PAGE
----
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Thursday, December 12, 2019

The Origins of TotalitarianismThe Origins of Totalitarianism by Hannah Arendt
My rating: 5 of 5 stars

By the title, I might have gotten the impression that this might have been a full history and treatise on all Totalitarian regimes, but I'm not at all unhappy to see how the author narrowed it down to the full wealth of circumstances that gave rise to Nazi Germany and, to a lesser degree, Stalin's Russia.

More than that, Hannah Arendt proves to be an erudite master at breaking down huge subjects and many causes into easily digestible chunks.

The focus begins on the actual origins of racial targeting and the somewhat interesting disconnect between real grievances and a targeted terror movement starting early with the Rothschild banking, 19th century propaganda, and political climates including the Dreyfus account. (Very interesting stuff here.)

It leads, naturally enough, into MORE of the same charges and racially-charged Us/Them mentalities and exactly how the machinations of a few could inculcate a whole nation. The trick is to slowly, surely, make everyone guilty of the same kind of injustice, formalize it and redirect all culpability toward the Leader and wash your hands of the reality, and then hold on for dear life as everyone else you know is forced into looking over their shoulders to see if they might be next on the chopping block.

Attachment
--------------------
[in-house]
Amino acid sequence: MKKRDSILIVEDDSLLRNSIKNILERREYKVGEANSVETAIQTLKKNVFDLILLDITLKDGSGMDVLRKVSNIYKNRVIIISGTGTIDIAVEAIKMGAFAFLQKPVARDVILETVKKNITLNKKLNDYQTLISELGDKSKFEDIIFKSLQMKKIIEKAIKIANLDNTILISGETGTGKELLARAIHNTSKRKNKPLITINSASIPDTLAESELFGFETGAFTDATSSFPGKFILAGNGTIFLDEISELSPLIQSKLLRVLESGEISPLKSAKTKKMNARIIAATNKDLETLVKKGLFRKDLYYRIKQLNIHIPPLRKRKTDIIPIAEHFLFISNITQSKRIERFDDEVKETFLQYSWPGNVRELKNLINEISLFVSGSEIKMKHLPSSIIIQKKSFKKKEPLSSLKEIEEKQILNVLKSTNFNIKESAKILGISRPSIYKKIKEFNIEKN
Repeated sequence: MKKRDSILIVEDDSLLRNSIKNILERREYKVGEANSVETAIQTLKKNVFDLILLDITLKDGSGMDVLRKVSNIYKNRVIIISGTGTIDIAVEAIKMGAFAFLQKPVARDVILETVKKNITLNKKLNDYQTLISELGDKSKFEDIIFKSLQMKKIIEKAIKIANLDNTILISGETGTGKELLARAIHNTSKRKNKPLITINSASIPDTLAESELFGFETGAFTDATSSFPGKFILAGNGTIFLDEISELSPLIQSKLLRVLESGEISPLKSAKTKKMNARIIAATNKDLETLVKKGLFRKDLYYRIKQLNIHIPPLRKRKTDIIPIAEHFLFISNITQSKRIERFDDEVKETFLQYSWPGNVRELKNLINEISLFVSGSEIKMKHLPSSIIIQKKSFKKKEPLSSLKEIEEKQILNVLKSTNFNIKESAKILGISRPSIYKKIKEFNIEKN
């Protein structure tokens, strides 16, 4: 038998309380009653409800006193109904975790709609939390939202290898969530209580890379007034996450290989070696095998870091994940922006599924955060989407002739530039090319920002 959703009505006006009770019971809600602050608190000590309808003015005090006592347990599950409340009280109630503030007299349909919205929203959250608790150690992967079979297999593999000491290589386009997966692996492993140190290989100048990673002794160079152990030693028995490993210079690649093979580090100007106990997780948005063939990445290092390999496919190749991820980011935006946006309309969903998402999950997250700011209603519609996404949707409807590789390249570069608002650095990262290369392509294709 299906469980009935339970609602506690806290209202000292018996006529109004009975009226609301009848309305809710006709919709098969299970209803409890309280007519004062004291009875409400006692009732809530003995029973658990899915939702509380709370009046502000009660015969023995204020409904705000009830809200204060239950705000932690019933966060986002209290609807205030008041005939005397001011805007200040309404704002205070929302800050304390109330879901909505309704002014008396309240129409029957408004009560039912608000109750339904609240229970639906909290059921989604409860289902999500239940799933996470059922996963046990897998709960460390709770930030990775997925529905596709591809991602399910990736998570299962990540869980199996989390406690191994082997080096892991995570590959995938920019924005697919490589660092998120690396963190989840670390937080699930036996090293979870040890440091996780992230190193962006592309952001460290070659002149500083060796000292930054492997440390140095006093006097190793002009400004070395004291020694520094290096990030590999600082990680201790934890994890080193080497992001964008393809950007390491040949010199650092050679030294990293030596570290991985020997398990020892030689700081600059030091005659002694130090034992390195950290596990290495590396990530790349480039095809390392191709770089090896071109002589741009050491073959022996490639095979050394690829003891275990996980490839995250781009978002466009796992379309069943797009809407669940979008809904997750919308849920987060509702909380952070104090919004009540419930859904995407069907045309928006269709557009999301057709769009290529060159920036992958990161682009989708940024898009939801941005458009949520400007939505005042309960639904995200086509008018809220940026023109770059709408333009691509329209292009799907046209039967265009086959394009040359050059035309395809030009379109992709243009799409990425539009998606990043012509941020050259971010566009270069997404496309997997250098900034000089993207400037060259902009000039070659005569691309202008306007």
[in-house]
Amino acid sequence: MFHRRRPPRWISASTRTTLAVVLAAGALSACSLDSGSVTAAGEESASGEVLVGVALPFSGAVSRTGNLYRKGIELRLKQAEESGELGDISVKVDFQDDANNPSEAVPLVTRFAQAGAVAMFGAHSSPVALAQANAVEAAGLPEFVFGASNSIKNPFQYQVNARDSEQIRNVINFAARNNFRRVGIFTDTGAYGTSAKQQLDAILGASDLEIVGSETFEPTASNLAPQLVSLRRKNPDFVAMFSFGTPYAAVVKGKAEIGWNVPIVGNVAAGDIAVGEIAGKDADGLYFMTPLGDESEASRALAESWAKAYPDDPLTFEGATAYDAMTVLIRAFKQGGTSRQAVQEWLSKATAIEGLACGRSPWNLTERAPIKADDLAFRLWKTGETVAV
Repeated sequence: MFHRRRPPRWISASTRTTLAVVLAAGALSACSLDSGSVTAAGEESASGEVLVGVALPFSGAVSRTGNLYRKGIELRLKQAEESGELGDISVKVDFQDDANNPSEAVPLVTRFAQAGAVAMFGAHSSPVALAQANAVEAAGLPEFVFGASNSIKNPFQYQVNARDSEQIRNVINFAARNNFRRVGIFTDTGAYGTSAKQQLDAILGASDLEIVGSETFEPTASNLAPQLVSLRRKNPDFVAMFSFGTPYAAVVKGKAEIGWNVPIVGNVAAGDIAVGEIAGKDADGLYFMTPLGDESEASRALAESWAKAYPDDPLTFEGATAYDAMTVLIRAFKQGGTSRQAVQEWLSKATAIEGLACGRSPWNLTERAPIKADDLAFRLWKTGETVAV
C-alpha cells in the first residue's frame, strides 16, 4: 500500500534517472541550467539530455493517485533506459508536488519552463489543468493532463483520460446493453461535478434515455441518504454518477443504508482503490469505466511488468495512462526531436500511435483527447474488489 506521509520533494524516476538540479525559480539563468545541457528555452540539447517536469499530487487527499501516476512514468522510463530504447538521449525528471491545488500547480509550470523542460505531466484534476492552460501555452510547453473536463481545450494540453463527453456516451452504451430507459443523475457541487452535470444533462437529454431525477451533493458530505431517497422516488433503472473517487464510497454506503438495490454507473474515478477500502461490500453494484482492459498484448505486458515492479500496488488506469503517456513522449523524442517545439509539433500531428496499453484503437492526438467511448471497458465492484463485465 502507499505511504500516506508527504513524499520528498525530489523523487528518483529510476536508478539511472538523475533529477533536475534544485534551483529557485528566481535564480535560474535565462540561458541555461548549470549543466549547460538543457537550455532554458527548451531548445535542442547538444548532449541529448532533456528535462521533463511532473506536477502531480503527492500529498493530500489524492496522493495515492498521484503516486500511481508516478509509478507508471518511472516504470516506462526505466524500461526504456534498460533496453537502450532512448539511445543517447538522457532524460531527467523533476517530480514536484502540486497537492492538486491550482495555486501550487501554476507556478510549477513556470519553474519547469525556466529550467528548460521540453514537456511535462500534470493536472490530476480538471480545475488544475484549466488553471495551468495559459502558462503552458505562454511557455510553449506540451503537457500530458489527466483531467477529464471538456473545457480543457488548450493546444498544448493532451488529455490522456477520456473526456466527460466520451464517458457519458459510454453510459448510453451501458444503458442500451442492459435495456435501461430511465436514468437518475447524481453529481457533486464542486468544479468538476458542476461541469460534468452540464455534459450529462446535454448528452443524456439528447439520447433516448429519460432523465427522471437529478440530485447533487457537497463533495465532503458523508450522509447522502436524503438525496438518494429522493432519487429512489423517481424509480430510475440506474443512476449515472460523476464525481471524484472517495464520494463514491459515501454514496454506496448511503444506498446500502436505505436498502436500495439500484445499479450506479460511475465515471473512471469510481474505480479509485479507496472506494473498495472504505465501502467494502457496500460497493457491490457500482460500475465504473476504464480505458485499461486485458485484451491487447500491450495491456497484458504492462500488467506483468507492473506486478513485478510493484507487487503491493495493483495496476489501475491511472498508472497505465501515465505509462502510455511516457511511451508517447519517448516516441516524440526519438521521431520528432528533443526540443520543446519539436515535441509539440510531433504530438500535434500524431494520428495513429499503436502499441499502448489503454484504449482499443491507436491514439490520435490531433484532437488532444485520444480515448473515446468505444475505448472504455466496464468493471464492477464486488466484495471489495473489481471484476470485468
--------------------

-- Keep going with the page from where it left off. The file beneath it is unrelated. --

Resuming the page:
It's perfectly understandable. Totalitarianism is the utter eradication of self and self-destiny under the auspices of a single, irrepressible force. It runs on fear and distrust. Everyone under Hitler was in an untenable position and knew they could lose favor at any time.

Stalin worked the same way. The results were almost always similar as a whole. Many people died, and no one knew how to go on except by hanging on to the system that brought them there.

Ideology didn't really matter. Terror was the driving force, carried along by a fierce logical insistence that they were always right. Not even dissent mattered. The logical progression, taken to its extremes, was always used as the ultimate rationality.

This book showed us a wealth of information in every step. Starting out with imperialism and ending with totalitarianism, this book also gives us some other very important insights.

Believe it or not, they're insights that apply as equal now as they did then, and not as a pithy or ironic commentary on this or that politician we hate.

Mostly, it starts out as finding an Other to hate. It could just be any Us versus Them. Dehumanize them. Blame all your problems on them. And then make your supporters do something horrible. Turn your whole nation into people who are already guilty. Make sure they remain confused and uncertain. And then turn up the heat, making them all do worse things, progressively, until they see no way out but forward. Give them no other choice.

Easy blueprint.

Who is next? Women versus men? Another Race s**tstorm? Blue Vs Red? Rich versus the poor?

Quite sobering to see how we're pushing ourselves closer and closer to Totalitarianism all the time. All we need is one single Leader who can blackmail us all into doing his bidding, and here we go!

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